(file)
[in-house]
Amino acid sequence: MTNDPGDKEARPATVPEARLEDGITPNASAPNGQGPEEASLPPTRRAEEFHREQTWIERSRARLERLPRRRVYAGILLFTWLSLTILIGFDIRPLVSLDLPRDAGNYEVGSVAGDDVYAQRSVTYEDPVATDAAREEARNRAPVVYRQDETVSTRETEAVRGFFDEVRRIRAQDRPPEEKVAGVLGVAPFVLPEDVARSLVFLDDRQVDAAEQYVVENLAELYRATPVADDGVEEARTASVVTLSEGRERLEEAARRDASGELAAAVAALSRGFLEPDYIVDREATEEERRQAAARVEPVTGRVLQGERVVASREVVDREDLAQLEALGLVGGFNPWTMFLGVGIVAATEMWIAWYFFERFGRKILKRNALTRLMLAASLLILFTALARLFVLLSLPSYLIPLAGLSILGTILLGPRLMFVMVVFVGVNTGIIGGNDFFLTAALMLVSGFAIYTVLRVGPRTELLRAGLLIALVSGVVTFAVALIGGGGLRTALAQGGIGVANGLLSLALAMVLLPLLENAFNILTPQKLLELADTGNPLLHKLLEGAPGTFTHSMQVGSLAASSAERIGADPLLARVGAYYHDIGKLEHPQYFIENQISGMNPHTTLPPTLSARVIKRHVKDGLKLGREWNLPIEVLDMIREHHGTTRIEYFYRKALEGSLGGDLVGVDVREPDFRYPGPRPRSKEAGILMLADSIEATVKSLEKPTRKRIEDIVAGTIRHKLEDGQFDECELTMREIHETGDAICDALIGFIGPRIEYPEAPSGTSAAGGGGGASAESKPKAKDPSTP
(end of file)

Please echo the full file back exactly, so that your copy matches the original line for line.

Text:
[in-house]
Amino acid sequence: MTNDPGDKEARPATVPEARLEDGITPNASAPNGQGPEEASLPPTRRAEEFHREQTWIERSRARLERLPRRRVYAGILLFTWLSLTILIGFDIRPLVSLDLPRDAGNYEVGSVAGDDVYAQRSVTYEDPVATDAAREEARNRAPVVYRQDETVSTRETEAVRGFFDEVRRIRAQDRPPEEKVAGVLGVAPFVLPEDVARSLVFLDDRQVDAAEQYVVENLAELYRATPVADDGVEEARTASVVTLSEGRERLEEAARRDASGELAAAVAALSRGFLEPDYIVDREATEEERRQAAARVEPVTGRVLQGERVVASREVVDREDLAQLEALGLVGGFNPWTMFLGVGIVAATEMWIAWYFFERFGRKILKRNALTRLMLAASLLILFTALARLFVLLSLPSYLIPLAGLSILGTILLGPRLMFVMVVFVGVNTGIIGGNDFFLTAALMLVSGFAIYTVLRVGPRTELLRAGLLIALVSGVVTFAVALIGGGGLRTALAQGGIGVANGLLSLALAMVLLPLLENAFNILTPQKLLELADTGNPLLHKLLEGAPGTFTHSMQVGSLAASSAERIGADPLLARVGAYYHDIGKLEHPQYFIENQISGMNPHTTLPPTLSARVIKRHVKDGLKLGREWNLPIEVLDMIREHHGTTRIEYFYRKALEGSLGGDLVGVDVREPDFRYPGPRPRSKEAGILMLADSIEATVKSLEKPTRKRIEDIVAGTIRHKLEDGQFDECELTMREIHETGDAICDALIGFIGPRIEYPEAPSGTSAAGGGGGASAESKPKAKDPSTP